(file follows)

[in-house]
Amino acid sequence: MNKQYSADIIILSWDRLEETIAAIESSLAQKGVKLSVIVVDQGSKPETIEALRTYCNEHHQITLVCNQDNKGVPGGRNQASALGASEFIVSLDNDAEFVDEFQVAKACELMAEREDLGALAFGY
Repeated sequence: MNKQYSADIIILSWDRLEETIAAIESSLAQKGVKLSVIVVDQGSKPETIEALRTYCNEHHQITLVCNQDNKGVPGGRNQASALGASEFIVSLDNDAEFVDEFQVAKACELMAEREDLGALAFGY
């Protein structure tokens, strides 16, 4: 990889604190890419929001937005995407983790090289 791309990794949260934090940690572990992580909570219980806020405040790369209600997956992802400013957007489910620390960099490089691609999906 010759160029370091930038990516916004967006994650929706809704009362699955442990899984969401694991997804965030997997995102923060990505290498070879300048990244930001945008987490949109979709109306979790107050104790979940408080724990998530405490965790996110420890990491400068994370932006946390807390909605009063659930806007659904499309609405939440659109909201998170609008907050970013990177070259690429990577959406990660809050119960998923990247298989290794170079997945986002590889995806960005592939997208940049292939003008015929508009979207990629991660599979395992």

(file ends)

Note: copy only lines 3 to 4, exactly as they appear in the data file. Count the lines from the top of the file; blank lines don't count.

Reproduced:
Repeated sequence: MNKQYSADIIILSWDRLEETIAAIESSLAQKGVKLSVIVVDQGSKPETIEALRTYCNEHHQITLVCNQDNKGVPGGRNQASALGASEFIVSLDNDAEFVDEFQVAKACELMAEREDLGALAFGY
């Protein structure tokens, strides 16, 4: 990889604190890419929001937005995407983790090289 791309990794949260934090940690572990992580909570219980806020405040790369209600997956992802400013957007489910620390960099490089691609999906 010759160029370091930038990516916004967006994650929706809704009362699955442990899984969401694991997804965030997997995102923060990505290498070879300048990244930001945008987490949109979709109306979790107050104790979940408080724990998530405490965790996110420890990491400068994370932006946390807390909605009063659930806007659904499309609405939440659109909201998170609008907050970013990177070259690429990577959406990660809050119960998923990247298989290794170079997945986002590889995806960005592939997208940049292939003008015929508009979207990629991660599979395992």